Chelsea FC are taking a hard line on their trademark registrations. Not only did they delay Jose Mourinho’s move to Manchester United as they had trademark registrations for the Mourinho name and signature (see our previous article) but they are now clamping down on use of the term CHELSEA which they trademarked in April of this year in class 25, including football jerseys, football strips, caps, sweatshirts and scarves.
This means that the traders will no longer be able to use the football club’s name without consent from its owners. It is reported that Trading Standards Officers have made it clear to traders that any new merchandise must comply with the registered trademark and must not use the word Chelsea without such consent.
Unlicensed traders outside the ground will no longer be able to sell the half and half scarves that were popular with visitors and often collected as souvenirs by supporters as they displayed the names of both teams playing and the date of the match.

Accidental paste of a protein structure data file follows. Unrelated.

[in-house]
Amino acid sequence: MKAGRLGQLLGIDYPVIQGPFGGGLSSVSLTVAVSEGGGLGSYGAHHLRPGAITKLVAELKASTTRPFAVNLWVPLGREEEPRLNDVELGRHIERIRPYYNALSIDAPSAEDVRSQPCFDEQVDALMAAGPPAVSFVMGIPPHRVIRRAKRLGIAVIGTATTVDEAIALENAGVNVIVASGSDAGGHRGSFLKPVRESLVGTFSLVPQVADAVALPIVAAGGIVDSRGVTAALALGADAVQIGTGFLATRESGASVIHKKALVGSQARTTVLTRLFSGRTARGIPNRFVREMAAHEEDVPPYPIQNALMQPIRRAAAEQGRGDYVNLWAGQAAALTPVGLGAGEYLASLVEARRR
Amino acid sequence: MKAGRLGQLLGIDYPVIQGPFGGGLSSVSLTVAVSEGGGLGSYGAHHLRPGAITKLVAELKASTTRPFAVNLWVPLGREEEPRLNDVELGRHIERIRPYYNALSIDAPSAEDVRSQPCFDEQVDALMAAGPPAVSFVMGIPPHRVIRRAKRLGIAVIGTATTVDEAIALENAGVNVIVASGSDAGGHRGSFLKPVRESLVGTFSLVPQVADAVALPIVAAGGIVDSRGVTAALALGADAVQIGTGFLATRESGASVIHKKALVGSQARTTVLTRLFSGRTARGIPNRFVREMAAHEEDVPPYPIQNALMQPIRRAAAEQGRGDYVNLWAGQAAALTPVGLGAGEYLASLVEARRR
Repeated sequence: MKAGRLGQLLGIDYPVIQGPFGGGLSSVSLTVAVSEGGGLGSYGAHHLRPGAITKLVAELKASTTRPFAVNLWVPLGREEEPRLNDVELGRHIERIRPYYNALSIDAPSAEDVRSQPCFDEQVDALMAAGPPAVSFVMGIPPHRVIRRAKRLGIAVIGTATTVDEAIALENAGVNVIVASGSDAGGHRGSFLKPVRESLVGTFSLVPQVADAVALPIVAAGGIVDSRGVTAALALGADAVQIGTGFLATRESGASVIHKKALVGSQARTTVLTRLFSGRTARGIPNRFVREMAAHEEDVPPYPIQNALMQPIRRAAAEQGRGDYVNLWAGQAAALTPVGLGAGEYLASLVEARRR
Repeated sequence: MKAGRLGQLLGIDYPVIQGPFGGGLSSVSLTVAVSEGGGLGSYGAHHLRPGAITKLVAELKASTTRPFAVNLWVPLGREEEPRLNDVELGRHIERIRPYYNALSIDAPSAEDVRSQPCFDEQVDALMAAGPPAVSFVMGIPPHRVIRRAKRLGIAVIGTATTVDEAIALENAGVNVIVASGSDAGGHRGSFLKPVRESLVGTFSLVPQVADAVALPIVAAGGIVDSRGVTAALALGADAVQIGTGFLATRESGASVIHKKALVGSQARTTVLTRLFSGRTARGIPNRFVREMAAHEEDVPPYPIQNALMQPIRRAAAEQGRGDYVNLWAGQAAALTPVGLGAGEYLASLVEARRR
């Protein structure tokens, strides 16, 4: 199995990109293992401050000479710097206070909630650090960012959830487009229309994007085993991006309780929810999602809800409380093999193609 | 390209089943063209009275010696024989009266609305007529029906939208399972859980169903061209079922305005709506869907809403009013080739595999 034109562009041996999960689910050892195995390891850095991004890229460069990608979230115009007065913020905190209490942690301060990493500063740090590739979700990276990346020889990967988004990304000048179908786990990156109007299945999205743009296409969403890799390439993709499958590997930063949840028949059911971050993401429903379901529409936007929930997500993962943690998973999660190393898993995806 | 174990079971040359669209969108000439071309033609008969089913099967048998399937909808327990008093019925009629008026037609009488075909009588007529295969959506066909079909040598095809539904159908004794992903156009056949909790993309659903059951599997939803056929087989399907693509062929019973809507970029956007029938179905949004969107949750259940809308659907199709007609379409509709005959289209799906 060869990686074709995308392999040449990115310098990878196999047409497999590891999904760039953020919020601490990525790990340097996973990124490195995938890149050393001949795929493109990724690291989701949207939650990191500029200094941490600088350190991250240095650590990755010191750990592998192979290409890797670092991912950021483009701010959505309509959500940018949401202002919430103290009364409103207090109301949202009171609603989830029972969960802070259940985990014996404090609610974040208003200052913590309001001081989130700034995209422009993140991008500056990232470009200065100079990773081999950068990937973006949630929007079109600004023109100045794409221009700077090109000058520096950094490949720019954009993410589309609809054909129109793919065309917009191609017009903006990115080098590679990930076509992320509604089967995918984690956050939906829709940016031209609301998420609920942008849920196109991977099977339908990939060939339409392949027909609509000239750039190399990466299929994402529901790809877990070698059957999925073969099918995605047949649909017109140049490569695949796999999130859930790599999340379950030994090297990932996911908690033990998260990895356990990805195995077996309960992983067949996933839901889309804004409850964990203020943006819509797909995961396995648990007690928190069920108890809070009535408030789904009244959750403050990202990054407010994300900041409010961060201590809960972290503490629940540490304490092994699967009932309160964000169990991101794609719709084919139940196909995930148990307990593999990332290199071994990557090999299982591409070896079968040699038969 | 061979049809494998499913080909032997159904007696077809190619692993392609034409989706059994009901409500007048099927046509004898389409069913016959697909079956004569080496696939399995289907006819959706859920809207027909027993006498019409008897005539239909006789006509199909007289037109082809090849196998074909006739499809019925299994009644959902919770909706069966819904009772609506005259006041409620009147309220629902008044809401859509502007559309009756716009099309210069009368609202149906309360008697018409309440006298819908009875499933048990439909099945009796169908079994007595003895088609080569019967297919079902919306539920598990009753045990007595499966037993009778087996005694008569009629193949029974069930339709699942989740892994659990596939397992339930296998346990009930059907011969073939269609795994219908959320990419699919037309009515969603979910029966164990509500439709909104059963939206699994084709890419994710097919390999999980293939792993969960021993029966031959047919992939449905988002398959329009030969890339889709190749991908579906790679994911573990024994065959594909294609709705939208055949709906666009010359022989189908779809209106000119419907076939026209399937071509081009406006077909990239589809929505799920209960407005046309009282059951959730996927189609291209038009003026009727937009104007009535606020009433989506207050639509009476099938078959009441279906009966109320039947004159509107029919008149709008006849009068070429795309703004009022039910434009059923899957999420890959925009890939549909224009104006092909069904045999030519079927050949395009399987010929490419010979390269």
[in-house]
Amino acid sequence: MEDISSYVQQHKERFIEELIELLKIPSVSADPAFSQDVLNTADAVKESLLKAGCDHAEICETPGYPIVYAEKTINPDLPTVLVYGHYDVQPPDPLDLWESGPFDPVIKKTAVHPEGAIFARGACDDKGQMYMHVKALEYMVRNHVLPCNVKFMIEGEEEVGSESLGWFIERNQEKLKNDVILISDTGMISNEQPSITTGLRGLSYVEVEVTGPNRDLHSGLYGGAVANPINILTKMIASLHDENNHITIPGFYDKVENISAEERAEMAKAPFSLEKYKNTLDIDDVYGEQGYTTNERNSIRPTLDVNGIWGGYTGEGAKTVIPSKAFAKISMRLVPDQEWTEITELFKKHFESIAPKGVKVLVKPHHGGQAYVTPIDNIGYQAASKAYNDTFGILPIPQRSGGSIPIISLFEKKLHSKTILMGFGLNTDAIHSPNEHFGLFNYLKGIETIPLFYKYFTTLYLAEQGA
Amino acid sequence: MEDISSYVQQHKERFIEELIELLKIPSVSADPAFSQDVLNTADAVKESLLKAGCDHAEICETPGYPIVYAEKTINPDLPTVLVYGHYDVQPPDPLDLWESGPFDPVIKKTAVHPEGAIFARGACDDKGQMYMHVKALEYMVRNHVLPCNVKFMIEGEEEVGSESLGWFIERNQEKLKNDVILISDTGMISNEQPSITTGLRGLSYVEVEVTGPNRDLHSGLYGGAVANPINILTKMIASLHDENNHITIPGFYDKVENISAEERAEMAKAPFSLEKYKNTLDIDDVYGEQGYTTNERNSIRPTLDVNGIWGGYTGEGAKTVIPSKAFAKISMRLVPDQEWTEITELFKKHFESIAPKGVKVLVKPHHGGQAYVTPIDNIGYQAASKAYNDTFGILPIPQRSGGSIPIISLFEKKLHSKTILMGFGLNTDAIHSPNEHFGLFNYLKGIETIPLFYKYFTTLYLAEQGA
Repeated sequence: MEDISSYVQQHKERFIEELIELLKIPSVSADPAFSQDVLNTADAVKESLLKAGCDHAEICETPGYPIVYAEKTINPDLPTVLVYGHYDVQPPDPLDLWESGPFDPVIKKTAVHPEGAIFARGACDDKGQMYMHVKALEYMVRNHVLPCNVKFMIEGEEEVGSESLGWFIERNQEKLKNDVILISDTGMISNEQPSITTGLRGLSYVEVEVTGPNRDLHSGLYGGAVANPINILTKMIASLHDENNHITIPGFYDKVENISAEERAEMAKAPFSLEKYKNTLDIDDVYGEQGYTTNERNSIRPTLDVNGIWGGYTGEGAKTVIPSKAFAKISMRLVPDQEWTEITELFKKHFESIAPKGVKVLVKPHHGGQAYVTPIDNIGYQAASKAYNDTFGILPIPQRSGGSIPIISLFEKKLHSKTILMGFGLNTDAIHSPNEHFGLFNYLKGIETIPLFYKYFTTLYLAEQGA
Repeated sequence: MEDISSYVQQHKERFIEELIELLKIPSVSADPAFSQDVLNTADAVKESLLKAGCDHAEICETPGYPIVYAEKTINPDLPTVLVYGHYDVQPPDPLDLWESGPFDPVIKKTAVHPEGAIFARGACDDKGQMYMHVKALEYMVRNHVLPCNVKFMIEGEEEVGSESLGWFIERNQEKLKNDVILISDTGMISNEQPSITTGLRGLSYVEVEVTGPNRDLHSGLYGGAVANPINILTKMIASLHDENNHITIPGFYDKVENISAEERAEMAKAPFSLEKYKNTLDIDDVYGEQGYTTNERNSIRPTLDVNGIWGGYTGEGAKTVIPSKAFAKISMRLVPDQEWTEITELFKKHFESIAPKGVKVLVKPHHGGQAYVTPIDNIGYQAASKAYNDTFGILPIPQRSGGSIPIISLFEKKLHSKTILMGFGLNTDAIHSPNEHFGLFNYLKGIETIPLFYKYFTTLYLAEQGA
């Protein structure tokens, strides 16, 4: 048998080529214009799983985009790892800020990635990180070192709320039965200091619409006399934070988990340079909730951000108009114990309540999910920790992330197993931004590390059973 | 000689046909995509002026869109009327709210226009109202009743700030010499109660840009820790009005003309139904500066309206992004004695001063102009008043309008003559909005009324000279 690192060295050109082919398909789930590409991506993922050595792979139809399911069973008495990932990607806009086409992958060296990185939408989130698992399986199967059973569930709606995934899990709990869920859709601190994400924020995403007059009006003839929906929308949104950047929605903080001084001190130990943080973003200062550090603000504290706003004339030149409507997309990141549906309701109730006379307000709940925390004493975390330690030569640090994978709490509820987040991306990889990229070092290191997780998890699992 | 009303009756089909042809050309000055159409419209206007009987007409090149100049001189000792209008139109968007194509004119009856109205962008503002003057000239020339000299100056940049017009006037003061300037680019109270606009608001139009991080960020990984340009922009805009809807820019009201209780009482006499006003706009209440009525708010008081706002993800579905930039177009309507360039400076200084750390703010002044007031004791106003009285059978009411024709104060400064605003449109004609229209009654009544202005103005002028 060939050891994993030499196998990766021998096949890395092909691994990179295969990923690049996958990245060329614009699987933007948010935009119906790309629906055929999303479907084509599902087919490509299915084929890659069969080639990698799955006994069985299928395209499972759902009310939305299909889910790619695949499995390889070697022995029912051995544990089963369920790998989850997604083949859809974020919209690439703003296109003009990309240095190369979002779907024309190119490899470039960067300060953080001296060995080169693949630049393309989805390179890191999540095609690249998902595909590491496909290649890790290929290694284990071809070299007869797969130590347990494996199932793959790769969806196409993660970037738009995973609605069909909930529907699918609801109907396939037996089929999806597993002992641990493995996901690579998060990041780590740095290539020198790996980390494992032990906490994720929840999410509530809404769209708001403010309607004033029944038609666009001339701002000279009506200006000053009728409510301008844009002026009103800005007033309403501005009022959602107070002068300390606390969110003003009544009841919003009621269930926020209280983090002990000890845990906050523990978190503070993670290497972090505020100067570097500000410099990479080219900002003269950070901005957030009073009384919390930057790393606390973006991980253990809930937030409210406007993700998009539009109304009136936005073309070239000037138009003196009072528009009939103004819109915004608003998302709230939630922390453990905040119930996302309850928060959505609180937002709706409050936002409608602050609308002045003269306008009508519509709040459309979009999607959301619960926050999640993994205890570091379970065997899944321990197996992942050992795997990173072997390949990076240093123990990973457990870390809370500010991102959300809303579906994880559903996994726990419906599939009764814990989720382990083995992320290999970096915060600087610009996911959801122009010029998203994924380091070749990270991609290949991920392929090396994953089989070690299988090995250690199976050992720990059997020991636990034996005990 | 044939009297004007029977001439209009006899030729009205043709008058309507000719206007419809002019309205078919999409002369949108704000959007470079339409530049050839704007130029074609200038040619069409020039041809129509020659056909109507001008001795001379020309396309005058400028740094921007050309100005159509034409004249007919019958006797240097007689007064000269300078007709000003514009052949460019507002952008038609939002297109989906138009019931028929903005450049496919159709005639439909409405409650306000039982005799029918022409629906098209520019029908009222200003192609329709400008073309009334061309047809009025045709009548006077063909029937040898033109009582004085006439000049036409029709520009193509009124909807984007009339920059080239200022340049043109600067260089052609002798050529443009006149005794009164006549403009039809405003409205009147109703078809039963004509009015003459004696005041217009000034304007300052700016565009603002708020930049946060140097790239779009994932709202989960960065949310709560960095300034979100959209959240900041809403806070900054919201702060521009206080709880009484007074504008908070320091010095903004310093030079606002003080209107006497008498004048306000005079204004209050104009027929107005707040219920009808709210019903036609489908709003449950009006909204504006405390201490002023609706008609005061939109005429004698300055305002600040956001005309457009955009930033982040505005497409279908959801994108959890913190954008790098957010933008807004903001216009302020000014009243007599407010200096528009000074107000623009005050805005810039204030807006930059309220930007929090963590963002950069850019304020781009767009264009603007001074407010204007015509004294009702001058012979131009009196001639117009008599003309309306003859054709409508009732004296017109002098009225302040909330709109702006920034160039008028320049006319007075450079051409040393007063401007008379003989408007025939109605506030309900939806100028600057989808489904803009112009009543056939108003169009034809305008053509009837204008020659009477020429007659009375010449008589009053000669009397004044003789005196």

It remains to be seen whether official half and half scarves will be offered for sale by Chelsea or whether other clubs will follow Chelsea's example and apply to trademark their name but for now, if asked if Chelsea FC are putting their foot down on use of their trademark the answer has to be "not half!"
For guidance on trade mark registration how best to protect your intellectual property against unfair competition and passing off contact Tony Catterall, Head of the Intellectual Property Team at Taylors, on 01254 297900 or via email at email@example.com. Taylors is the only North West based firm to have been appointed as a legal affiliate to the National organisation Anti Copying In Design ("ACID").